The Fascination With Archaeological Mysteries

On the surface, archaeological mystery novels are not as popular and as widespread as, say, spy thrillers, romantic suspense, or paranormal mysteries. However if you really start to look closer at what authors have been publishing for years now, you’ll notice a constant trend of writing mysteries involving archaeology in one way or another.

Even novels that seemingly don’t have much with the theme of archaeology and digging the dirt for clues have in fact a lot of the elements of what makes a great archaeological mystery what it is.

Also, if you think about it, how could it not be? There is a strong connection between archaeology and mystery. Both archaeologists and detectives are looking for hidden clues and are trying to solve complicated puzzles (some more ancient than others), while at the same time hoping to bring mysteries to a satisfying conclusion (at least in part).

This is why there is an abundance of novels in this genrees going all the way to classics such as Agatha Christie (with her novels like Murder in Mesopotamia or Man in the Brown Suit). In fact you might have noticed that many fiction writers who focus on this topic have some real life ties to archaeology.

Agatha Christie’s husband used to be an archaeologist. Elizabeth Peters (real name Barbara Mertz) who wrote the Amelia Peabody series  used to be an archaeologist herself. Sarah Wisseman, who wrote the Lisa Donahue mystery series, is an archaeologist as well.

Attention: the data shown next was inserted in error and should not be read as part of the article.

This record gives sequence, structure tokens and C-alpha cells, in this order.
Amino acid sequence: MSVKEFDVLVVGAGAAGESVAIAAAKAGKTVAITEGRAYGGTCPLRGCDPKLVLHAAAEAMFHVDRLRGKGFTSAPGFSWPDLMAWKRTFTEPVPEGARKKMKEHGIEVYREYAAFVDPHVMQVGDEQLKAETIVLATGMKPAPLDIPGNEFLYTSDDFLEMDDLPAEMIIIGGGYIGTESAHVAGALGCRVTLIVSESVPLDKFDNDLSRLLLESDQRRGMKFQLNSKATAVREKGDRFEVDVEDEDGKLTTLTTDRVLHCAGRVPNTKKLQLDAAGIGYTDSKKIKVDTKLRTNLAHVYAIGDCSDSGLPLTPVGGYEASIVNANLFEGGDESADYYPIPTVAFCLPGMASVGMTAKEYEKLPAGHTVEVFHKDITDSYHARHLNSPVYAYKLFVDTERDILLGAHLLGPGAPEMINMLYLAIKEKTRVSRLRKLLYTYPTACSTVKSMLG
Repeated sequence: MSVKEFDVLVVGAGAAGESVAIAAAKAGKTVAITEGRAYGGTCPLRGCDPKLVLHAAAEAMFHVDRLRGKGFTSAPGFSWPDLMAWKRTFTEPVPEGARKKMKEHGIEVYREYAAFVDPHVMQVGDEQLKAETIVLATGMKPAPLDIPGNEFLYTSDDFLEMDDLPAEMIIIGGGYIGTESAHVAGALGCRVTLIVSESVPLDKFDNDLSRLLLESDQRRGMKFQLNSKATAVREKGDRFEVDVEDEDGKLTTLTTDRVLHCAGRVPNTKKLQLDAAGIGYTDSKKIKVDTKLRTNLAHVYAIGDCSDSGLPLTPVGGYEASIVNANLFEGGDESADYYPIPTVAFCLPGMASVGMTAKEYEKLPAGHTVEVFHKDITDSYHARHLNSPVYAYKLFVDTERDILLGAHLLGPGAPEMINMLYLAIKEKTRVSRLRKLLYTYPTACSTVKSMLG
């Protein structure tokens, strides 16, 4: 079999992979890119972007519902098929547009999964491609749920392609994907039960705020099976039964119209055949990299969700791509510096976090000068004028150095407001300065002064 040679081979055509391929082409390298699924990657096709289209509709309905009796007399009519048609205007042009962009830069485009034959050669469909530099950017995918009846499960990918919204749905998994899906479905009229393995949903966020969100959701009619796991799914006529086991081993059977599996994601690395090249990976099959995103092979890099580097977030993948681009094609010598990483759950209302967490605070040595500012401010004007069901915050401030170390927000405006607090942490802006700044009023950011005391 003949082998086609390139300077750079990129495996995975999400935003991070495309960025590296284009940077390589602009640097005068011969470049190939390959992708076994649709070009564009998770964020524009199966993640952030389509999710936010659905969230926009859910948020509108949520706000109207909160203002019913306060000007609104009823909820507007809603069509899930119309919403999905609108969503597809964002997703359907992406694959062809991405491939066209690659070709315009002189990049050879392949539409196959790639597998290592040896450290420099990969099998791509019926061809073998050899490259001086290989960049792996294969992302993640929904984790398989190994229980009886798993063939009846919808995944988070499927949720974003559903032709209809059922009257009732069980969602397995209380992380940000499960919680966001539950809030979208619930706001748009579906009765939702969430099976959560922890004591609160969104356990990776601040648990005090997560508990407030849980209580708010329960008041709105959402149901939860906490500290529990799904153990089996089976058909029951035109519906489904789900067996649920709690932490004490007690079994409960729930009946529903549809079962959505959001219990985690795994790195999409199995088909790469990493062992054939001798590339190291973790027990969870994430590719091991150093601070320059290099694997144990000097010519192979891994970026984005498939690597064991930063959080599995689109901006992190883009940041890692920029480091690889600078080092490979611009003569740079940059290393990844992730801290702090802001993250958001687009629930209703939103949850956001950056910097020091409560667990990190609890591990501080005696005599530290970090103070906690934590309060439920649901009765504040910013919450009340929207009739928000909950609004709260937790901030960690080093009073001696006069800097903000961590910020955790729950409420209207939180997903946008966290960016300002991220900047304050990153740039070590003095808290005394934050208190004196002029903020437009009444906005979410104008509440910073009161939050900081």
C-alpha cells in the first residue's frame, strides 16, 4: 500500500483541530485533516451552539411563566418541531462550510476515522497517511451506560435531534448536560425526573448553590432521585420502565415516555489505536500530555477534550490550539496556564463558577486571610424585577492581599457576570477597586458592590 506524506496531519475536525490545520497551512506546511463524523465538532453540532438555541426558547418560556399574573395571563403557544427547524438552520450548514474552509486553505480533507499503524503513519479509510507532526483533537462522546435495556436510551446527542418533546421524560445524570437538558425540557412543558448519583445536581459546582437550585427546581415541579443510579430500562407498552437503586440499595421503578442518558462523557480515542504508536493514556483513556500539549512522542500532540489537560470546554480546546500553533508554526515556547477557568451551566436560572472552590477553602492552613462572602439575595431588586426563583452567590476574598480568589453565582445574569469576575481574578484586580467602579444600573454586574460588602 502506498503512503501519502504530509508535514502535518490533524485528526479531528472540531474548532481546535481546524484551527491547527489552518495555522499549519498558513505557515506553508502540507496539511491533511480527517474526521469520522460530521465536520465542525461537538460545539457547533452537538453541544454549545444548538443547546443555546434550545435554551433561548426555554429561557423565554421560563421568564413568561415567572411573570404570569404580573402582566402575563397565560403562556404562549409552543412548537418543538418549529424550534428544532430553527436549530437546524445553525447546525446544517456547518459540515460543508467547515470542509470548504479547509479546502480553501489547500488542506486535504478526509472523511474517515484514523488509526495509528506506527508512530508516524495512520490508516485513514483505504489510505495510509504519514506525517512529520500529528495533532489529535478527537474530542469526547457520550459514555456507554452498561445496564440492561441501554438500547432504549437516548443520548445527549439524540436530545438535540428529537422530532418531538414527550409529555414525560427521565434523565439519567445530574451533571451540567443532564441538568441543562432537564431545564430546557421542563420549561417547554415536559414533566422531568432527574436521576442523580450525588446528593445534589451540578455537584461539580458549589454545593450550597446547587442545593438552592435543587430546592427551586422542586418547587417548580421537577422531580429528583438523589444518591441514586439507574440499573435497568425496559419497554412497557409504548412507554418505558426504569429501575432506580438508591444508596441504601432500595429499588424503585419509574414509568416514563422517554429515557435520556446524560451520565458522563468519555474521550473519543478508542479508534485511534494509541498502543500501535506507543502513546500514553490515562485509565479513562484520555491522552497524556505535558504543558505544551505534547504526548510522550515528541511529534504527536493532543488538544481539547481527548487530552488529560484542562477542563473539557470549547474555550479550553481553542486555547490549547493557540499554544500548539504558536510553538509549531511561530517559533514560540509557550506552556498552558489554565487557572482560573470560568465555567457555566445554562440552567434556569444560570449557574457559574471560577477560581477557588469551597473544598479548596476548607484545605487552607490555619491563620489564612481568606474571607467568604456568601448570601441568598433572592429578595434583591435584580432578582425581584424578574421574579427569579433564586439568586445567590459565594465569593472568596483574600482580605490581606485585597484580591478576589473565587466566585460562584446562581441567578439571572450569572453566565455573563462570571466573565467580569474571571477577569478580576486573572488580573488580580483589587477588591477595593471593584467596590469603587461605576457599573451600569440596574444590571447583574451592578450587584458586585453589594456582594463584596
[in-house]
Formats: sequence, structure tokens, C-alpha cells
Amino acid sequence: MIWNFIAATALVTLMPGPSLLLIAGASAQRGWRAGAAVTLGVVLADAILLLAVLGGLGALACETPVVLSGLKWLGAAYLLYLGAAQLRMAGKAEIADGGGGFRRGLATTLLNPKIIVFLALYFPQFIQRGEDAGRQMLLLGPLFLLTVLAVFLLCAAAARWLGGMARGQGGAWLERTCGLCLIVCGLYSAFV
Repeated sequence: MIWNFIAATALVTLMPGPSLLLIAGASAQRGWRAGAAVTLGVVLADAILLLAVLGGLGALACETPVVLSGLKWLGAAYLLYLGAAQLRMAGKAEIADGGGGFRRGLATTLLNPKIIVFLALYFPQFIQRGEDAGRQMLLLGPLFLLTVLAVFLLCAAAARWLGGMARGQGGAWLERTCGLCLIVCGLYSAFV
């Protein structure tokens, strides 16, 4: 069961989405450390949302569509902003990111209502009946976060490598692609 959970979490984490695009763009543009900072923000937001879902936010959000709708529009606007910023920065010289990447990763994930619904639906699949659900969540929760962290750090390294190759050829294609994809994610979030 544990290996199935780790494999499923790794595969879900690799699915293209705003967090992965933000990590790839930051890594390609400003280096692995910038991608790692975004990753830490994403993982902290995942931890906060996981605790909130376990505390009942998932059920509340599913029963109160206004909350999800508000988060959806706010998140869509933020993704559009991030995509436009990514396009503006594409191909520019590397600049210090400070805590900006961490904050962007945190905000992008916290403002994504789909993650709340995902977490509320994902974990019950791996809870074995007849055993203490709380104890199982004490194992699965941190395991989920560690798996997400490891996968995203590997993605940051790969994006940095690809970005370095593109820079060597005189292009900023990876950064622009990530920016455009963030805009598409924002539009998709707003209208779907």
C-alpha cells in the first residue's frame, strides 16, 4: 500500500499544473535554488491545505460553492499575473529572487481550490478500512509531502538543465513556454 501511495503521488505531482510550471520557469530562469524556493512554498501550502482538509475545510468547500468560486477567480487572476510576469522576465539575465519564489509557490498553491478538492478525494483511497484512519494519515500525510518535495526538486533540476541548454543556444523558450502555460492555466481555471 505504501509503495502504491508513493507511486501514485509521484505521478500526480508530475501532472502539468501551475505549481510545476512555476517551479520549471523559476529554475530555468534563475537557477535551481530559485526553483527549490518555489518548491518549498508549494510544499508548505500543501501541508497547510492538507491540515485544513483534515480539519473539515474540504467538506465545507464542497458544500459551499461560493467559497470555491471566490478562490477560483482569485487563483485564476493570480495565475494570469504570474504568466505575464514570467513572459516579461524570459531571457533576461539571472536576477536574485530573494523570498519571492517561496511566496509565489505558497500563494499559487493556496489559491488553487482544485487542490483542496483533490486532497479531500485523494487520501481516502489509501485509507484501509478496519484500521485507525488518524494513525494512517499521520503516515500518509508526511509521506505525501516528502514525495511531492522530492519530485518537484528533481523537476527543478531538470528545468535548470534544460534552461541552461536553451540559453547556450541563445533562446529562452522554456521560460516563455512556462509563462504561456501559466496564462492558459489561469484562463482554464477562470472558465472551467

How about Kathleen O’Neal Gear and Michael W. Gear, both contract archaeologists who devoted their time to bringing to life characters in books such as the famous Anasazi mysteries series? And last but not least, Beverly Connor who brought us two awesome archaeological mystery series, the Diane Fallon series and the Lindsay Chamberlain series has also worked as an archaeologist in Georgia and South Carolina?

Now of course not all archaeology mystery writers have a professional background in archaeology, but they still brought a lot to the table, and I’ll be reviewing many of such books in the future on this site.

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One Comment

  1. We are in a day and age where we discover new stuffs everyday. There are numerous pyramid also discovered in china that are far bigger than the one in Egypt.

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